Home / News / India /  Stock brokers working permanently from home is worth considering: Ajay Tyagi

Mumbai: The covid-19 pandemic has thrown up extreme challenges as well as opportunities for reforms, said Ajay Tyagi, chairman, Securities and Exchange Board of India (Sebi), at the capital markets summit organized by industry body Federation of Indian Chambers of Commerce and Industry (Ficci) on Wednesday.

One of the reforms being considered is to allow brokers to work and trade from home on a permanent basis, thereby doing away with an old rule preventing brokers from operating trading terminals from locations other than those reported to the exchange.

“Stock brokers working permanently from home is worth considering. Currently the trading from home has worked without a glitch or default. At present working from home is a temporary relaxation. We will also analyse the downsides," said Tyagi.

The change comes after compliance relaxations given to brokers during the coronavirus lockdown allowed them to operate terminals from home or other remote locations.

Mint had reported on 15 June that Sebi was considering this move as lockdown trading experience has strengthened the argument that modern trading systems are entirely electronic and should not be reliant on location of things or people.

Tyagi also touched upon the issue of increased retail participation in equity markets. The number of demat accounts during the months of lockdown have increased suggesting that many of these investors are first-time investors.

“There is a huge jump in retail participation. All I am saying that they need to be well informed before investing. Perhaps they could start by investing in government securities (G-Secs) as these are safer instruments and will lead to a more gradual entry of investors in capital markets. Perhaps government should look at issuing G-Secs through demat," said Tyagi.

According to Sebi data, the number of new demat accounts opened in fiscal year 2020 was the most in at least a decade at 4.9 million, a 22.5% jump from the 4 million accounts opened in the previous year. Turnover of small individual clients of stock brokers had risen 140% since the beginning of June. Tyagi also noted that the number of new demat accounts in June was significantly higher at 1.02 million compared to the monthly average of pre-covid-19 period.

Tyagi referred to the covid-19 pandemic as an unprecedented challenge which has brought business and economies to a standstill with no reference point to rely on. However, the fund-raising activity during the lockdown suggests that the situation is not all that bad.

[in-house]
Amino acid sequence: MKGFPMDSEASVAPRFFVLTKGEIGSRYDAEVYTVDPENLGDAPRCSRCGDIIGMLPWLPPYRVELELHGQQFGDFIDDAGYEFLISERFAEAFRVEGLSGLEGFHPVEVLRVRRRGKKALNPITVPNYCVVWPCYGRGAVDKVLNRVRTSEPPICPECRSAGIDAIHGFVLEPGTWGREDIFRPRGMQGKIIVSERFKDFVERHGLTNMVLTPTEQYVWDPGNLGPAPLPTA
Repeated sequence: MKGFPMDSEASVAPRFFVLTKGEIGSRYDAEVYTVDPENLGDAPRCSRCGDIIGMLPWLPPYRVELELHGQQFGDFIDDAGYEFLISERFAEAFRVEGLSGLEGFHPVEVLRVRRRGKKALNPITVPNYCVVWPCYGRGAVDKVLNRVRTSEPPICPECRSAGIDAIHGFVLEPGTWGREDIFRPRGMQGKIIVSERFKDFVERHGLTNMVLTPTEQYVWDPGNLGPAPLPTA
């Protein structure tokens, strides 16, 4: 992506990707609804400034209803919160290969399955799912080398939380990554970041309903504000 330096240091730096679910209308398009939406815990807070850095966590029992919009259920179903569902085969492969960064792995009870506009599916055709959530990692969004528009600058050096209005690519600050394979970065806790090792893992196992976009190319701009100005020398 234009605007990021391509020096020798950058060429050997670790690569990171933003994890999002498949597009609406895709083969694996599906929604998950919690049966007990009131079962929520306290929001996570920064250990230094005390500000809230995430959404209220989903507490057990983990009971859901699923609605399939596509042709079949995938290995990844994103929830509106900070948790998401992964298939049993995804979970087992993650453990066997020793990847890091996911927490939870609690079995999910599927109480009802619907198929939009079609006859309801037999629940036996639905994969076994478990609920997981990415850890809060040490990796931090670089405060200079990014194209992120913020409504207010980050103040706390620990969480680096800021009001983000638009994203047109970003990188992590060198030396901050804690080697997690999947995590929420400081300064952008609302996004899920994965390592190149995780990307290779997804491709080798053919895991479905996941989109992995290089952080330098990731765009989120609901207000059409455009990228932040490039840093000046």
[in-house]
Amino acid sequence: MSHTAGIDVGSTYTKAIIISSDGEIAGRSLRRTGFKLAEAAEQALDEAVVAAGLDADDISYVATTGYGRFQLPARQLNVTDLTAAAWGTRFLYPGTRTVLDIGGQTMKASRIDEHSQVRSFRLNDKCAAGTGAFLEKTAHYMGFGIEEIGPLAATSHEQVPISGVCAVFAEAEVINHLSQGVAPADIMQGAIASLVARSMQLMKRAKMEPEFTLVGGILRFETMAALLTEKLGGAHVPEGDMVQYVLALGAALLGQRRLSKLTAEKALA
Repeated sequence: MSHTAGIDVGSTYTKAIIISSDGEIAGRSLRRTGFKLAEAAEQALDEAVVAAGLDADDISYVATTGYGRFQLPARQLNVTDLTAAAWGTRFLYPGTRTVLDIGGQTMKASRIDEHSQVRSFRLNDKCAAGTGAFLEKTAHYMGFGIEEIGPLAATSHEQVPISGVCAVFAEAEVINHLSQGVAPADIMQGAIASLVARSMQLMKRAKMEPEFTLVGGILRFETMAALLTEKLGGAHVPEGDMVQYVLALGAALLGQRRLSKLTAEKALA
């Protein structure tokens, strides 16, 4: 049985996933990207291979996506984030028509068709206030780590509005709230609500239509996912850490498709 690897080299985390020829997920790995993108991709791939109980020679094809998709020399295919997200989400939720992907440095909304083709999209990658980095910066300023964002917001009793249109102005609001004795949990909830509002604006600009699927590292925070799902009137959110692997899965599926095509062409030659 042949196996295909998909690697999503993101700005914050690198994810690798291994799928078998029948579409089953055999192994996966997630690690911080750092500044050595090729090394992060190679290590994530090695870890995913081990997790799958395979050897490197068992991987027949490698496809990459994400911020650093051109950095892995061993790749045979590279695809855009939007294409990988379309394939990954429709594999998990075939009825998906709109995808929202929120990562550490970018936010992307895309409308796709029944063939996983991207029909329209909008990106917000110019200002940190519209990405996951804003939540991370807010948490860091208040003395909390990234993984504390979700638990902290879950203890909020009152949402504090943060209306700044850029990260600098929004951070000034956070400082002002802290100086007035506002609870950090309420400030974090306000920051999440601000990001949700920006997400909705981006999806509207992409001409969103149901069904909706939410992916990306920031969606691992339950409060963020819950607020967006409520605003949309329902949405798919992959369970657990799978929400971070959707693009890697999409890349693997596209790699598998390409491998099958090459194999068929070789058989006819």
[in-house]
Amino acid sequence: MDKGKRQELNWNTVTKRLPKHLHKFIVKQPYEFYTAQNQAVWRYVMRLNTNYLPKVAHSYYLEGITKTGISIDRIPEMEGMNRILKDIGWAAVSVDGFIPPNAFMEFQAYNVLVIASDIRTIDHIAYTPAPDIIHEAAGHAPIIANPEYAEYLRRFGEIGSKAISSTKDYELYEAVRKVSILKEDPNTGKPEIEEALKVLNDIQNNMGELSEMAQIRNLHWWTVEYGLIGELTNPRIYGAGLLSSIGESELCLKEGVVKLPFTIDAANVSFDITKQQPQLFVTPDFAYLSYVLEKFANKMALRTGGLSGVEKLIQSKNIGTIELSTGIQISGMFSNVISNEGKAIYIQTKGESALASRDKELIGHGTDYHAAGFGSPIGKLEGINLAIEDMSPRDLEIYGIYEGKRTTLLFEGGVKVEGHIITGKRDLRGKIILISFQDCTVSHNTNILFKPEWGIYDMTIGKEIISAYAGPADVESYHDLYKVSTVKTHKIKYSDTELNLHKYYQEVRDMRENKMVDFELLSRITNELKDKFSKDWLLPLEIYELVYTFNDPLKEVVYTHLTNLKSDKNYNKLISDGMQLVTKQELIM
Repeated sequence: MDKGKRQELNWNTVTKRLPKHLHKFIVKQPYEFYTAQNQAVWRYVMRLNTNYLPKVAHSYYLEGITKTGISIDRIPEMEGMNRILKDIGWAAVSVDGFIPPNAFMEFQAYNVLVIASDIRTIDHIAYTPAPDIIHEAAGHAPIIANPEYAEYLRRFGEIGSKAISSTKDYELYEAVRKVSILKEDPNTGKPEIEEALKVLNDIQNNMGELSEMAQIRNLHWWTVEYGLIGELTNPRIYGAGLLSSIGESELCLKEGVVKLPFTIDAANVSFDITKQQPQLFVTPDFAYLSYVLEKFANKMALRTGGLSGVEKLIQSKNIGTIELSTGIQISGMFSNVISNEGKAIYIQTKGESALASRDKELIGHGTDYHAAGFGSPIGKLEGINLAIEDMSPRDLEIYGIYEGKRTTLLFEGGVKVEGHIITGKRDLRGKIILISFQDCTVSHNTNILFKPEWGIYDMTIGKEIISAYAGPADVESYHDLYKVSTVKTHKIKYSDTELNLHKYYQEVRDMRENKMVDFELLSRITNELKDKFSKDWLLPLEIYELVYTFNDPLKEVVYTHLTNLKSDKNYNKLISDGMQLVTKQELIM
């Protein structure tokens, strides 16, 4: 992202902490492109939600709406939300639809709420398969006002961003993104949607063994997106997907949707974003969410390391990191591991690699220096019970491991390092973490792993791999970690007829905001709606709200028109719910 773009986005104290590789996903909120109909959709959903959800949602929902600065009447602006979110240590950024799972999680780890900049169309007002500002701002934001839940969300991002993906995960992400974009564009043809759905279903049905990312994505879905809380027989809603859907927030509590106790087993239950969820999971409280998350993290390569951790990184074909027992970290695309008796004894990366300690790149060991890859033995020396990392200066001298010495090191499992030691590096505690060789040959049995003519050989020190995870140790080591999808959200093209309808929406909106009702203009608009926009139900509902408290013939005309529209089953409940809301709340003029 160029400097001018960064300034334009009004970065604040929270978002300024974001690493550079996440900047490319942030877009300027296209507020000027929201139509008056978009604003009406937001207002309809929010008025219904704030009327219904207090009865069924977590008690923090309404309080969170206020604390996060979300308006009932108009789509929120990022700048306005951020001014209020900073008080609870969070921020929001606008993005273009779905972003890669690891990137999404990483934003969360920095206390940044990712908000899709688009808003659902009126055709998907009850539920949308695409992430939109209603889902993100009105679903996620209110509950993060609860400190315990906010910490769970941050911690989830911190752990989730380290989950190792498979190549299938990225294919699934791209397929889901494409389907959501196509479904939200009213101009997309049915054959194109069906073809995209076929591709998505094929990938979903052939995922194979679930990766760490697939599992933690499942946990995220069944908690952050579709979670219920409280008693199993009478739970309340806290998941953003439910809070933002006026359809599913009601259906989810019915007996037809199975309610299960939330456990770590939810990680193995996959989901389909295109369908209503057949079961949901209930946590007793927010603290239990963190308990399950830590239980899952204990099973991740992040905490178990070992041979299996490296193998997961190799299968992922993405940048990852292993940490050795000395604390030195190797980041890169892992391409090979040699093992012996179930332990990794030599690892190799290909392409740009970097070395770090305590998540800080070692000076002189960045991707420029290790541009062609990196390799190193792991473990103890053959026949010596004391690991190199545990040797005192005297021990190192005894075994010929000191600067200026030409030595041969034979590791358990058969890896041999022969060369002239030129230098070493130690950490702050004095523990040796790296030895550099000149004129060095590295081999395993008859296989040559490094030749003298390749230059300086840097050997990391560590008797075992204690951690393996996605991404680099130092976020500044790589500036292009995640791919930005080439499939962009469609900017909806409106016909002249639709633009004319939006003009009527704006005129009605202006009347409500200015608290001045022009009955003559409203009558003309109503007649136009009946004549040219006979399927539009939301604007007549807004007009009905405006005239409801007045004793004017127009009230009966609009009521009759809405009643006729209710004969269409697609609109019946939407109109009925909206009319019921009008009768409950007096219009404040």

“We have made a concentrated effort to ease fund raising methods for corporates. All possible methods of fund raising have been eased. Preferential issues rules were eased on temporary basis as a means to restructure stressed assets in absence of Insolvency Bankruptcy Code (IBC)," said Tyagi.

IBC has been suspended till the end of the year as a relaxation to help companies tide through the financial hardships brought on by the covid-19 pandemic.

The key fund-raising avenues eased by the market regulator includes fast tracking of rights issues, extension of offer documents, relaxing eligibility criteria for fast track of future public offers, relaxation of rules of buyback of securities, preferential allotment relaxations.

“Relaxation of qualified institutional placement (QIP) pricing norms is not in Sebi’s radar," said Tyagi.

According to the Sebi chief, the development and reform of bond market should be done without loss of time. “Development of bond market needs to be top most agenda for policymakers," said Tyagi.

Today, trading and investment in corporate bonds is restricted to only top three categories of super rated bonds, almost 90%. He highlighted the need for more players such as institutional investors.

He also said that the unification of financial markets is needed.


Jayshree P Upadhyay

Jayshree heads a team of reporters focussing on legal, regulatory, investigative stories. She has worked for over a decade, reporting on financial scams, legal stories and the intersection of corporate and regulatory issues. She is based in Mumbai and has previously worked with Business Standard, Mint, The Morning Context and Bloomberg TV India.
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